Which sounds reasonable… but, again, isn’t quite what I asked, is it?  This sentence, in the context of your other published responses on this matter (I’ve just conducted a brief google search!), seems to indicate a reluctance on your part to characterise the situation in Gaza (and indeed the West Bank) as one of “occupation”.

This in mind, I’d like to request answers to a few simple questions please (yes/no answers will suffice):

(1)  Do you agree with your own government’s assessment that “although there is no permanent physical Israeli presence in Gaza, given the significant control that Israel has over Gaza’s borders, airspace and territorial waters, the UK judges that Israel retains obligations under the fourth Geneva Convention as an occupying power“?

(2)  Assuming you have answered “yes” to (1), do you agree that application of a framework in which Israel is the “occupying power” and the West Bank and Gaza are “occupied Palestinian territories” is in accord with the generally accepted facts of the matter?

(3)  Assuming you have answered “yes” to (2), do you agree that, morally speaking, the manner in which the “occupied” resist occupation is secondary to the “occupying power’s” obligation to end its occupation?

(4) Do you agree that selling weapons to the “occupying power” directly facilitates its military activities against those it occupies, and is thus completely at odds with (3)?
I do hope you’ll  respond to these questions, which shouldn’t take more than a few moments.

Please note that, as previously, I’ll be posting our continuing exchange at This is Gloucestershire, on Facebook, and also at my blog.

Best wishes.

———

Dear Joe,

I do understand what you are saying but the immediate cause of this specific conflict is undoubtedly the rockets fired from Gaza at Israeli civilians.  Are the root causes Israel’s continuing failure to halt illegal settlements, their blockade of Gaza or their failure to reward those Palestinians attempting to pursue diplomacy not violence?  None of these are helping so possibly the answer is yes – but I don’t think any of these things justify firing rockets at civilians, any more than I think firing rockets at civilians justifies a disproportionately violent response from Israel which has cost many more Palestinian lives.  Seeking to definitively ascribe blame to one side or the other is a hopeless game.  The key thing it seems to me is to encourage those on both sides who are pursuing the path of diplomacy and negotiation, for instance with a UK government ‘yes’ vote to Palestinian recognition in the UN General Assembly if we can persuade the government to cast it this week.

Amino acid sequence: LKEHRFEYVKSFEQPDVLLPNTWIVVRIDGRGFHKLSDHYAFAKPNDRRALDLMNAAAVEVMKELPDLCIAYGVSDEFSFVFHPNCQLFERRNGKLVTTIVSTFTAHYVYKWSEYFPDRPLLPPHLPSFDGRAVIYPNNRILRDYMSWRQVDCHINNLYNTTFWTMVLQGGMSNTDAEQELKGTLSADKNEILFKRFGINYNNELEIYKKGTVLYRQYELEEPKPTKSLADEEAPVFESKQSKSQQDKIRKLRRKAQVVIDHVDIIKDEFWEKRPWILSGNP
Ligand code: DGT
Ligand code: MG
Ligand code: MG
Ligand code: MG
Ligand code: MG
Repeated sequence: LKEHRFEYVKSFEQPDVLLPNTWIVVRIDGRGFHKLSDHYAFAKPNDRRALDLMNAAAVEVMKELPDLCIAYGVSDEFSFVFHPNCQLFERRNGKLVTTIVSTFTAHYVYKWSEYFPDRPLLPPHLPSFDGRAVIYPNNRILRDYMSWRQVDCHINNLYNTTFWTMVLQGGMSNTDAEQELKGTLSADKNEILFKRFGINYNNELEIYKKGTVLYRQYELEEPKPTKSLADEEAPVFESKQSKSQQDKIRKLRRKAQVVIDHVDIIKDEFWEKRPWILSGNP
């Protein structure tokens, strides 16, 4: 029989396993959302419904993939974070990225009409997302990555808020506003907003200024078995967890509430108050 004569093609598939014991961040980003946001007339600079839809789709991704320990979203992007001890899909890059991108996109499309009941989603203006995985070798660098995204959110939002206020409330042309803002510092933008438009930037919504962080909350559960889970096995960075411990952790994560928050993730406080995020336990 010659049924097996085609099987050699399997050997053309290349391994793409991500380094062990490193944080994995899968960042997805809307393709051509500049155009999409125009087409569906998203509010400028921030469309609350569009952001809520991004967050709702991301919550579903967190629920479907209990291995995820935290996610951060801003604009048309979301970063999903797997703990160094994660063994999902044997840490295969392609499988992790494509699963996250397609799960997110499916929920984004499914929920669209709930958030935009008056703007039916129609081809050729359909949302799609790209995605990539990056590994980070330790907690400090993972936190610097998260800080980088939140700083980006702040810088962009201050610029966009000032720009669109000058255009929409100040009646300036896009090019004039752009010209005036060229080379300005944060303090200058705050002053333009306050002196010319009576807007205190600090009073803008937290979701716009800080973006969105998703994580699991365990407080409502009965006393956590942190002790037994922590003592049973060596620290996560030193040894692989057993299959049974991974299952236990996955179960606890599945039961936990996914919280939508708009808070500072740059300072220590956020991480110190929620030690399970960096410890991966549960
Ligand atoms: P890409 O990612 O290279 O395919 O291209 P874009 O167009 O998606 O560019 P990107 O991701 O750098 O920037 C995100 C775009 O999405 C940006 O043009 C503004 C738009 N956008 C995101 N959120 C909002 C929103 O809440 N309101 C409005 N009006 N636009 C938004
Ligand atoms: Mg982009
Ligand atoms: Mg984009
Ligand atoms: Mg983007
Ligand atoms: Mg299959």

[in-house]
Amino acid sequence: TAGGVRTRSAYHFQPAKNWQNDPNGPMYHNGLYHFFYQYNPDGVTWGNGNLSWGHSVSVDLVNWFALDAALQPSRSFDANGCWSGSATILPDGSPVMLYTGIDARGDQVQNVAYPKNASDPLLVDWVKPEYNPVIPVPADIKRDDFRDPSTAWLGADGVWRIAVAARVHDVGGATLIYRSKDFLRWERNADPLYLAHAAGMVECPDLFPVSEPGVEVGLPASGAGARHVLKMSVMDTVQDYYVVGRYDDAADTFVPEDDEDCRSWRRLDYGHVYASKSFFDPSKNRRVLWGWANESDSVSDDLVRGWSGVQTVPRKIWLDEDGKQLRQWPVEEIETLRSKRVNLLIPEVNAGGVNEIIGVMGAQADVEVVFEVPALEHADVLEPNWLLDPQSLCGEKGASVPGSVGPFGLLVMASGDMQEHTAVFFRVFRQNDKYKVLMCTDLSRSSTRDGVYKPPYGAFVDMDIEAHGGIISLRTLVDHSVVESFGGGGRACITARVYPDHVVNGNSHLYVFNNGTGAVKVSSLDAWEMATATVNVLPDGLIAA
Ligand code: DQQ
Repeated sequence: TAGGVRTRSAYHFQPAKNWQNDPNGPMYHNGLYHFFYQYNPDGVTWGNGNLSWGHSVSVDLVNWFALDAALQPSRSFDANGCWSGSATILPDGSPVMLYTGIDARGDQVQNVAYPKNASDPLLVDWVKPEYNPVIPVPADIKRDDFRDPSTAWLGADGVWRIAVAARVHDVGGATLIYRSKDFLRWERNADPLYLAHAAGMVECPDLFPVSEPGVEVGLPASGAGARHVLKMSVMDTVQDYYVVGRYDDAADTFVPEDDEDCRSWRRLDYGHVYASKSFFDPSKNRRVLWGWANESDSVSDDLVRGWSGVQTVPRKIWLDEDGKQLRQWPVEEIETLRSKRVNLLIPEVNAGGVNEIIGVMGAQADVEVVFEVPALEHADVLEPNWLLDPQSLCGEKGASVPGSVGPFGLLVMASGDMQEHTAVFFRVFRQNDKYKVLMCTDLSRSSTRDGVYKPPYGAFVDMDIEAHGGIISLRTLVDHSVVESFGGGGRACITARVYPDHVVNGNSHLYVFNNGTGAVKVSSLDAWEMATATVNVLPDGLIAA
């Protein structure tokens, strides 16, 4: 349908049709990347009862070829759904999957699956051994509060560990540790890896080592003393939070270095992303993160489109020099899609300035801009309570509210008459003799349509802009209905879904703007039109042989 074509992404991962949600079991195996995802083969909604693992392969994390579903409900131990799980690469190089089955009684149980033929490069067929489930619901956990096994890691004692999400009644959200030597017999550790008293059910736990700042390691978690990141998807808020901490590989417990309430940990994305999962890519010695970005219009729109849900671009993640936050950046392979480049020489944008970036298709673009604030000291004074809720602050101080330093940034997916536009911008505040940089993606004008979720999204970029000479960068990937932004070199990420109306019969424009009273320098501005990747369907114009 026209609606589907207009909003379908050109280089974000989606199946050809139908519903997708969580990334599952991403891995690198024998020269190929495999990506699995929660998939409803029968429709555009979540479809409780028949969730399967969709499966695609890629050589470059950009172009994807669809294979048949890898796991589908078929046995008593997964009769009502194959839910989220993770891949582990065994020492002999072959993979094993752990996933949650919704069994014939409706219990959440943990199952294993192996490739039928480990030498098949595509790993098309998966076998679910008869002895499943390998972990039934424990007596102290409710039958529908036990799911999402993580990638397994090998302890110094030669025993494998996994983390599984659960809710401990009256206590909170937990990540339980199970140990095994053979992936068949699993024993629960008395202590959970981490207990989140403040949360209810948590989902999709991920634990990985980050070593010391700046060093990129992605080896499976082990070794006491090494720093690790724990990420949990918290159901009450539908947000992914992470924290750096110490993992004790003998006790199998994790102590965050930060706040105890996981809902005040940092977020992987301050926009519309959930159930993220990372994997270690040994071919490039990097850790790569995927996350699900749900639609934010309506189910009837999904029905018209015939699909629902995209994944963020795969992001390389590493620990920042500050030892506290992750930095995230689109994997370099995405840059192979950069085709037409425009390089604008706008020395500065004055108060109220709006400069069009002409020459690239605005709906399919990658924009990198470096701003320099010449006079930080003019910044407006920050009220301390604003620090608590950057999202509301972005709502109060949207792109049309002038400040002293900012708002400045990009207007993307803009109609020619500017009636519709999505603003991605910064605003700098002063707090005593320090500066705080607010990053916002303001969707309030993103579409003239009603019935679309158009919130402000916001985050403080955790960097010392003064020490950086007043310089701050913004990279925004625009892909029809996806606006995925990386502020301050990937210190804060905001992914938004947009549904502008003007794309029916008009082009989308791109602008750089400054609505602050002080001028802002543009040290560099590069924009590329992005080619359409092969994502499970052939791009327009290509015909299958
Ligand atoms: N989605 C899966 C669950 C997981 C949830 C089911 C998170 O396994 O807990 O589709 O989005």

Best regards

Martin Horwood MP

———

Dear Martin,

Your press release does not answer the question.  To re-phrase:

Do you accept that the root cause of the recent violence is not rockets fired from Gaza, but rather Israel’s continuing occupation of Palestinian territory (to include the illegal siege of Gaza)?

Please note I will be posting our continuing exchange at This is Gloucestershire, and also on Facebook.

Many thanks,

Joe

———

I will be meeting with FCO officials and if possible ministers this week in relation to the situation in Gaza.  It is critical that we urge Hamas to cease rocket attacks on Israeli civilians but also that Israel pulls back from escalating the situation in a way that will doubtless cause more civilian casualties amongst the population in Gaza, further inflame opinion in other middle eastern countries and across the world and further damage any prospect of the peace process resuming.  The Fatah administration in the West Bank and moderates within Israeli civil and political society need to be encouraged in their efforts to find diplomatic and political paths out of this tragic situation.

———

Dear Martin,

The state of Israel continues to justify its military action against Gaza on grounds of “self defence”. Ipso facto, since Gaza remains OCCUPIED under international law (an interpretation shared by the British government), it is proclaiming the right of an occupier to crush the resistance of the occupied.  Applied universally, this leads to conclusions any reasonable observer would reject (think Iraq’s occupation of Kuwait or Nazi Germany’s occupation of, say, France, and so on).  How then to explain why this “right” is accepted by so many (including, it would seem, William Hague) in the case of Israel?

I would be grateful if you could post your views at This is Gloucestershire, where they will be available to all.

Best wishes,

Joe